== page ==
But as the Libor/Euribor example shows, parallel proceedings can lead both countries to success in highly technical cases that span multiple jurisdictions. They also provide deterrence for parties in both jurisdictions who need to factor double inquiries into their cost-benefit analyses.
Cooperation Is a Two-Way Street
Could Osofsky’s oft-cited goal of increased U.S.-U.K. cooperation make a measurable impact in reducing the SFO’s present challenges? And would this success help U.S. agencies as well? The answers appear to be yes—and yes.
First, greater cooperation with U.S. agencies plainly would inure to the SFO’s benefit. In many ways, U.S. law enforcement agencies are not constrained by the resource limitations that hamper the SFO, whose annual core budget was a mere £52.7 million ($66.6 million).
Leveraging U.S. intelligence and investigative resources seems like a natural solution. In fact, these efforts already appear underway, with the recent “U.S.-U.K. CLOUD (Clarifying Lawful Overseas Use of Data) Act agreement,” whereby U.K. agencies directly can issue warrants for Americans’ data outside the U.S. legal system (or necessarily meeting U.S. Fourth Amendment protections), and vice versa.
In addition, U.S. agencies have a broader jurisdictional reach than the SFO, permitting them to more easily investigate individuals around the globe whose crimes have some nexus with American dollars.
As the U.K. moves toward Brexit, the SFO might find fewer willing investigative partners in the rest of Europe, making the U.S.’s broad reach more attractive. The U.S. also may act as an investigative conduit between U.K. and European agencies, to the extent those relationships deteriorate.
Greater collaboration also would benefit the DOJ and other American law enforcement agencies, like the SEC’s Division of Enforcement. Despite these agencies’ relatively wide jurisdiction, they still need the active cooperation of foreign partners to obtain evidence and bring parties to justice.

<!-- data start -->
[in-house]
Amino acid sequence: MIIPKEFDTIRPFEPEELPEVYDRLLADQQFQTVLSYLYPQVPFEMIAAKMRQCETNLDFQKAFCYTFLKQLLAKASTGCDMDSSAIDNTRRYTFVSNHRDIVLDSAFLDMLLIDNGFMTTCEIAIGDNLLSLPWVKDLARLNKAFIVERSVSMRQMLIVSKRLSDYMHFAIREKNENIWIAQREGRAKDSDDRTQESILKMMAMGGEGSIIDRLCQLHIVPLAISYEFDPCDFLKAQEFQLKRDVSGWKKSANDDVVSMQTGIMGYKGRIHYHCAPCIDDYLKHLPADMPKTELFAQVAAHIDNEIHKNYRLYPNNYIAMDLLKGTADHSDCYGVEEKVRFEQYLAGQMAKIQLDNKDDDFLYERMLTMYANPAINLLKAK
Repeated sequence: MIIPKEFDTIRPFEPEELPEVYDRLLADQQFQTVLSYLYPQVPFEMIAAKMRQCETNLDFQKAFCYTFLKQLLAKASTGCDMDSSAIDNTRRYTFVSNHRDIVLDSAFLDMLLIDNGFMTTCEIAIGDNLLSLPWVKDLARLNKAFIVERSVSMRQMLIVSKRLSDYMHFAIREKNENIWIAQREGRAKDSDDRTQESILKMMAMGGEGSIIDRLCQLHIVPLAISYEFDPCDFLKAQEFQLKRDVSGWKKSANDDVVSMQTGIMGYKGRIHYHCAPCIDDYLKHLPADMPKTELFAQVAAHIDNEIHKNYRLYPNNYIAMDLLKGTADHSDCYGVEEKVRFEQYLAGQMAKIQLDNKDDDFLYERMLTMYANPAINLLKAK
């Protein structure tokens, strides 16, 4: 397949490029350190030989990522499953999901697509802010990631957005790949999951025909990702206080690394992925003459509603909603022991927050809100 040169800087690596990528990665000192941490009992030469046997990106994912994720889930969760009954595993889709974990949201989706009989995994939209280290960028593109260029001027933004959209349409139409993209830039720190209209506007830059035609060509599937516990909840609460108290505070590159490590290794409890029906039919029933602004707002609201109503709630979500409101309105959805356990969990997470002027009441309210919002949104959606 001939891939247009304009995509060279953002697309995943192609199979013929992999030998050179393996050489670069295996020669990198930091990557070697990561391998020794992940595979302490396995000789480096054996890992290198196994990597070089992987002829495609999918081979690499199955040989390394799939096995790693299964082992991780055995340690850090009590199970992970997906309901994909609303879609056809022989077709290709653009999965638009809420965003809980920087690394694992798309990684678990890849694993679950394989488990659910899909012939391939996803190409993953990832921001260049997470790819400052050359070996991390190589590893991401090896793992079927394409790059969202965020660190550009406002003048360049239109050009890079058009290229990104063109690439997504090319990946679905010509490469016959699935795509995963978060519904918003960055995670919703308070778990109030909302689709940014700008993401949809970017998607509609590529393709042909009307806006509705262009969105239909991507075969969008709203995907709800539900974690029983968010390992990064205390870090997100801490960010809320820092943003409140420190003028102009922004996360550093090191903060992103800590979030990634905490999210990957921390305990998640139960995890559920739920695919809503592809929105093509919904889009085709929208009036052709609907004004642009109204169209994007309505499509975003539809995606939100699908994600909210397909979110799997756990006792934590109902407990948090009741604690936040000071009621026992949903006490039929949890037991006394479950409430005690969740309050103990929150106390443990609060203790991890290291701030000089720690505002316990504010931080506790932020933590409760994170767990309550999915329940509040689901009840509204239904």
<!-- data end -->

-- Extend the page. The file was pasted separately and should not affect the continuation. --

One recent example is the DOJ’s reliance upon British assistance in promptly apprehending and later extraditing the U.K. national partially responsible for the May 6, 2010, “Flash Crash.” That individual ultimately was arrested in the U.K. in April 2015, just two months after the DOJ filed its criminal complaint, after which he was extradited (under protest) and pleaded guilty in U.S. federal court in November 2016. He is still awaiting sentencing.
Osofsky’s promise of increased U.K.-U.S. investigations may be more crucial than ever. But a year into her tenure, concrete examples of greater public cooperation remain relatively few and far between—despite the benefits it would bring to an agency working under institutional and resource-based constraints.
This column does not necessarily reflect the opinion of The Bureau of National Affairs, Inc. or its owners.
Timothy J. Coley is counsel in the Washington, D.C., office of Buckley LLP, where he represents corporate and individual clients in a variety of government investigations and enforcement matters, as well as white collar and class action litigation.